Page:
# pruneComplex -- Prunes a chain complex or list of mutable matrices

## Synopsis

• Usage:
D = pruneComplex C
D = pruneComplex(C, nsteps)
• Inputs:
• C, , or a list of mutable matrices defining the differentials of a complex
• nsteps, an integer, the number of maps in the complex that will be pruned
• Optional inputs:
• Direction => ..., default value left, Determines the direction with which the matrices in the complex is pruned
• PruningMap => ..., default value true, Whether to compute a morphism of complexes
• Strategy => ..., default value Engine, Whether to use the methods in the package or C++ algorithms in the engine
• UnitTest => ..., default value isUnit, Limit which units are to be pruned
• Outputs:
• D, , or the list of modified mutable matrices
• Consequences:
• Unless PruningMap is false, D.cache.pruningMap will be updated to a chain complex map {f: C <-- D}.

## Description

Prune a chain complex C by removing unit elements from the differentials.

If C is a free resolution for an R-module M, the output will remain a free resolution of M. In particular, if M is homogeneous or R is a local ring, the output is guaranteed to be a minimal free resolution of M.

 i1 : R = ZZ/32003[a..f] o1 = R o1 : PolynomialRing i2 : I = ideal"abc-def,ab2-cd2-c,acd-b3-1" 2 2 3 o2 = ideal (a*b*c - d*e*f, a*b - c*d - c, - b + a*c*d - 1) o2 : Ideal of R

Here we produce an intentionally non-minimal resolution from a inhomogeneous ideal:

 i3 : S = (coefficientRing R)(monoid [gens R, local h]); i4 : Ihom = ideal homogenize(sub(gens gb I, S), S_(numgens R)); o4 : Ideal of S i5 : Chom = (res(Ihom, FastNonminimal=>true))[-10]; i6 : C = (map(R, S, gens R | {1})) Chom 1 9 15 8 1 o6 = R <-- R <-- R <-- R <-- R <-- 0 10 11 12 13 14 15 o6 : ChainComplex

Now we use pruneComplex to prune the resolution above:

 i7 : D = pruneComplex C 1 3 3 1 o7 = R <-- R <-- R <-- R 10 11 12 13 o7 : ChainComplex i8 : D.dd 1 3 o8 = 10 : R <---------------------------------- R : 11 | ab2-cd2-c b3-acd+1 abc-def | 3 3 11 : R <----------------------------------------- R : 12 {3} | -abc+def -b3+acd-1 0 | {3} | 0 ab2-cd2-c abc-def | {3} | ab2-cd2-c 0 -b3+acd-1 | 3 1 12 : R <--------------------- R : 13 {6} | b3-acd+1 | {6} | -abc+def | {6} | ab2-cd2-c | o8 : ChainComplexMap

One way of improving performance is to turn off computation of the pruning map. Note, however, that this may result in incorrect degrees in the graded case:

 i9 : D1 = pruneComplex(C, PruningMap => false) 1 3 3 1 o9 = R <-- R <-- R <-- R 10 11 12 13 o9 : ChainComplex i10 : D1.dd 1 3 o10 = 10 : R <---------------------------------- R : 11 | ab2-cd2-c b3-acd+1 abc-def | 3 3 11 : R <----------------------------------------- R : 12 {3} | -abc+def -b3+acd-1 0 | {3} | 0 ab2-cd2-c abc-def | {3} | ab2-cd2-c 0 -b3+acd-1 | 3 1 12 : R <--------------------- R : 13 {6} | b3-acd+1 | {6} | -abc+def | {6} | ab2-cd2-c | o10 : ChainComplexMap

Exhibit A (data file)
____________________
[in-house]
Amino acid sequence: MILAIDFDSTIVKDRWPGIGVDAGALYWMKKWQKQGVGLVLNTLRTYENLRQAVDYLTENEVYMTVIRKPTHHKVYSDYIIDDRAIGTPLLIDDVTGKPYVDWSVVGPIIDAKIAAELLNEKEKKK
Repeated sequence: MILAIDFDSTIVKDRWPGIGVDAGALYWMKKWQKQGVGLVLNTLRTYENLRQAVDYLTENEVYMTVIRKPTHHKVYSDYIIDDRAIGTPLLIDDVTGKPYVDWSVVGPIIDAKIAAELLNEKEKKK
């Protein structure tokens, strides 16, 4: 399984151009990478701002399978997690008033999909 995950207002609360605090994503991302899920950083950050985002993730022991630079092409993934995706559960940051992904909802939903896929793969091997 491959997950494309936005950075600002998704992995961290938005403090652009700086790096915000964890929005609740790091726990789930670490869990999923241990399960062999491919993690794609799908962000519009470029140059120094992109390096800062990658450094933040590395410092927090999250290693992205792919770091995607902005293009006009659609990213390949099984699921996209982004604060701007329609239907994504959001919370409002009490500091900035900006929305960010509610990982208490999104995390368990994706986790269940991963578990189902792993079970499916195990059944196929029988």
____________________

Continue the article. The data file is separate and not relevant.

Another method is to use a different pruning strategy. Note that in general there is no well-defined notion of minimality for chain complexes, so different strategies can lead to different results. See the page linked in the optional inputs section above for information on available strategies.

As an example, we can alternate between pruning the lower and higher indices:

 i11 : D2 = pruneComplex(C, Strategy => null, Direction => "both") 1 4 4 1 o11 = R <-- R <-- R <-- R 10 11 12 13 o11 : ChainComplex i12 : D2.dd 1 4 o12 = 10 : R <---------------------------------------------------- R : 11 | c2d2-bdef+c2 b3-acd+1 abc-def a2cd-bcd2-bc-a | 4 4 11 : R <------------------------------------------------------ R : 12 {4} | abd b3-acd+1 -ad2ef+ab -b2 | {3} | bcd2+bc+a -c2d2+bdef-c2 -cd3ef-cdef -def | {3} | -ab2d 0 abd2ef-cd2-c acd-1 | {4} | b3+1 0 -b2def -bc | 4 1 12 : R <----------------------------------- R : 13 {7} | -bc2d2+b2def-bc2 | {7} | -b2cd2+ad2ef-b2c-ab | {9} | b3-acd+1 | {6} | -b3cd2+abd2ef-b3c-cd2-c | o12 : ChainComplexMap

For pruning chain complexes over local rings, pruning scalars by setting UnitTest => isScalar and then pruning other units using UnitTest => isUnit can improve speed. For homogeneous chain complexes (that is, when all maps are homogeneous), since all units are scalars, setting UnitTest => isScalar is always faster:

 i13 : R = ZZ/32003[vars(0..8)] o13 = R o13 : PolynomialRing i14 : M = genericMatrix(R,3,3) o14 = | a d g | | b e h | | c f i | 3 3 o14 : Matrix R <--- R i15 : I = minors(2, M) o15 = ideal (- b*d + a*e, - c*d + a*f, - c*e + b*f, - b*g + a*h, - c*g + a*i, ----------------------------------------------------------------------- - c*h + b*i, - e*g + d*h, - f*g + d*i, - f*h + e*i) o15 : Ideal of R i16 : C = res(I, FastNonminimal=>true) 1 9 18 14 4 o16 = R <-- R <-- R <-- R <-- R <-- 0 0 1 2 3 4 5 o16 : ChainComplex i17 : pruneComplex(C, UnitTest => isScalar) 1 9 16 9 1 o17 = R <-- R <-- R <-- R <-- R 0 1 2 3 4 o17 : ChainComplex

## Caveat

For inhomogeneous input the resulting complex is not guaranteed to be minimal, particularly because minimality is not well-defined in that case.

If PruningMap is false and the input is not the resolution of a graded ideal, the grading of the resulting complex may be incorrect.

• pruneDiff -- Prunes a single differential in a chain complex or list of mutable matrices
• pruningMap

## Ways to use pruneComplex :

• "pruneComplex(ChainComplex)"
• "pruneComplex(ChainComplex,ZZ)"
• "pruneComplex(List)"
• "pruneComplex(List,ZZ)"

## For the programmer

The object pruneComplex is .